Skip to main content
Original Issue


A golfing friend confessed the other day that he has always wanted to walk up to the first tee and, without taking so much as a single limbering swing, just smack the ball. Admittedly, this may be a tempting idea. However, the temptation should never be followed. For, besides the obvious hazards of topping or hitting behind the ball, any such sudden and strenuous exertion without a pre-game warm-up is an open invitation to strain a muscle.

The physiological reasoning behind warming up is by gradual exercise to increase the flow of blood to the muscles and thereby raise their temperature. Like an automobile engine, muscles—to a point at least—perform smoother and better the warmer they are. At rest, your surface muscles, which are most liable to strain, register a cool 94° to 98°. Most of the blood vessels that feed energy-producing oxygen and nutrients to the billions of individual muscle fibers are shut down. Moreover, the fluid which makes up 75% of the muscle's bulk is sluggish. With the muscle in this dormant state, a quick and violent movement can rip some of the fibers or tear the tendons which anchor the muscle to the bone. If the muscle is first limbered up, blood courses to the tissue (strenuous exertion requires as much as 2,000% more blood) and its temperature is raised from one to six degrees. Thus prepared, the muscle can better handle strenuous exertion.

The problem with warming up is to get all your muscles into a warm, relaxed condition without exhausting yourself. Striking such a happy medium should be easy enough, but few people set about it in the right way. First off, many confuse "warming up" and "practice." A warm-up, if you are playing golf, for example, is designed to coordinate the body sufficiently for you to hit the ball. This should take only a few minutes. Practice, on the other hand, is to enable you to drive the ball where you want it, and this may take forever. Each sport, depending on the effort involved and the condition of the player, requires a different amount of warm-up time. The strenuous exercise of pitching a baseball game may demand 15 minutes of warm-up for some pitchers; others shake hands and they're ready. A sprinter might do vigorous calisthenics for a full half hour before running a 10-second race, but a weekend athlete can limber up for golf by swinging a club and stretching his arms and legs for 5 to 10 minutes, or warm up for tennis with 10-15 minutes of lobbing.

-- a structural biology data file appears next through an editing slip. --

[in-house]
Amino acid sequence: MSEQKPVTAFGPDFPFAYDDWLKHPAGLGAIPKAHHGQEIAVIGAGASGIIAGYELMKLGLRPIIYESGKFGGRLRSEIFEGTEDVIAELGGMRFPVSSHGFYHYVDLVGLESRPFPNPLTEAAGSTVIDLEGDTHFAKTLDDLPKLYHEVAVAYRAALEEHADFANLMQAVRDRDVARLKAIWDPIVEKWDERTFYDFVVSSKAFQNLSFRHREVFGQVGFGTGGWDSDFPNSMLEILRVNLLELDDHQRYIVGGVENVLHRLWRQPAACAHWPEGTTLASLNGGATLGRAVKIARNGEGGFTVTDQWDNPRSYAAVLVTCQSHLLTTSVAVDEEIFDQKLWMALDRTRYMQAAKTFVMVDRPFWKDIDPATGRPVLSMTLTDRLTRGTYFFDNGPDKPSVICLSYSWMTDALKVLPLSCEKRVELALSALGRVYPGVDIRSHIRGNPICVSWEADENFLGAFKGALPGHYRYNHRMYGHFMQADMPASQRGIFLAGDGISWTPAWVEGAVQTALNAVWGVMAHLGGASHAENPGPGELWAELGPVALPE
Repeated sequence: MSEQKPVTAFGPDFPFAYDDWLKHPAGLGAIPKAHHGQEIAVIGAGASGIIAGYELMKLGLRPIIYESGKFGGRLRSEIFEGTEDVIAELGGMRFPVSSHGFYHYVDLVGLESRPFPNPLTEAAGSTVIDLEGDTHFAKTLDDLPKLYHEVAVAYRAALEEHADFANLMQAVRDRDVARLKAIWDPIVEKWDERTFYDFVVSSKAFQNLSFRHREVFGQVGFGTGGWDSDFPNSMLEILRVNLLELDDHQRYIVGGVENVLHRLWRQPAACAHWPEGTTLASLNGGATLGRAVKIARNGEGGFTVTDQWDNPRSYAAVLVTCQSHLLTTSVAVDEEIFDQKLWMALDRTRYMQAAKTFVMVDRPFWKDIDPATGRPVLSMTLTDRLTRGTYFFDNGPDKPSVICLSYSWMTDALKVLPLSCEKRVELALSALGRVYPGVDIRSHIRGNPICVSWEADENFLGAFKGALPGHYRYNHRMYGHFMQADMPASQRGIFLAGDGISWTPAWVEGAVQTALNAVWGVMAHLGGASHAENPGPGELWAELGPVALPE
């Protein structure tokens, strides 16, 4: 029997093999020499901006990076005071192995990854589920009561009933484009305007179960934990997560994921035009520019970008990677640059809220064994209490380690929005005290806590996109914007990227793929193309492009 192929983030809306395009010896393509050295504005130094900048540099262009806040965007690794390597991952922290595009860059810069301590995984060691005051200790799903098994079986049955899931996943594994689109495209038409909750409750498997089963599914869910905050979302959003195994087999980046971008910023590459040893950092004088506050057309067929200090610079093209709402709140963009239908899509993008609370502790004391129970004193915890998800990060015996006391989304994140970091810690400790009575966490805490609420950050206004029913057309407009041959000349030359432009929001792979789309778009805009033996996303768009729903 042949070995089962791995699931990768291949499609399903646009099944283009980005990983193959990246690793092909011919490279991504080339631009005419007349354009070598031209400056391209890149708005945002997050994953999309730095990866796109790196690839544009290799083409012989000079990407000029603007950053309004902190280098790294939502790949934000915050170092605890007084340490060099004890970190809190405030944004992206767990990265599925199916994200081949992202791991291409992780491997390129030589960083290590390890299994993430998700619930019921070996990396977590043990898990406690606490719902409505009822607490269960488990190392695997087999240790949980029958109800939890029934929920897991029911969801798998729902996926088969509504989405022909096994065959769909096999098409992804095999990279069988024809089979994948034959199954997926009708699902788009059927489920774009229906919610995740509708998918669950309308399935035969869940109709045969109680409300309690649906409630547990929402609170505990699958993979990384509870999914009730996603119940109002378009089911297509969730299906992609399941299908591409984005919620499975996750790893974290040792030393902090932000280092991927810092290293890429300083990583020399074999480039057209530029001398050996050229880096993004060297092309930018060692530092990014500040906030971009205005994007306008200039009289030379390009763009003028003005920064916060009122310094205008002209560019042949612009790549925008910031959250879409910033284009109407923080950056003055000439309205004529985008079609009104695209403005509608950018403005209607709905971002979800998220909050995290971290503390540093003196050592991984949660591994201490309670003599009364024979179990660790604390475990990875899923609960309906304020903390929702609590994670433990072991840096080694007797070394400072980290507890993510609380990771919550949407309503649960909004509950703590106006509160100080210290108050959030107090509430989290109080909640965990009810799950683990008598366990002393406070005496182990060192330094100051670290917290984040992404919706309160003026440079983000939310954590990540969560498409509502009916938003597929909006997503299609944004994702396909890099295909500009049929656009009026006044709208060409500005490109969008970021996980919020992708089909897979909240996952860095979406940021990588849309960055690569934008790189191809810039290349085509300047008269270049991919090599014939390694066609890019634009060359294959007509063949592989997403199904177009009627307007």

Once a muscle is relaxed and warm it should be used. Otherwise it cools rapidly and can be strained as easily as if it hadn't been warmed up at all. A muscle strain, unlike muscle fatigue (SI, March 14), produces immediate pain, redness and swelling. The injured area remains sore and may turn black and blue. For first aid, apply cold water to stop internal bleeding, followed by a compression bandage. After 48 hours begin using massage and heat. One soothing remedy is to stand in a shower and let hot water spray against a towel draped over the pained muscle. But the best medicine is rest; the more rest you can give a strain, the sooner you can begin flexing your muscles again.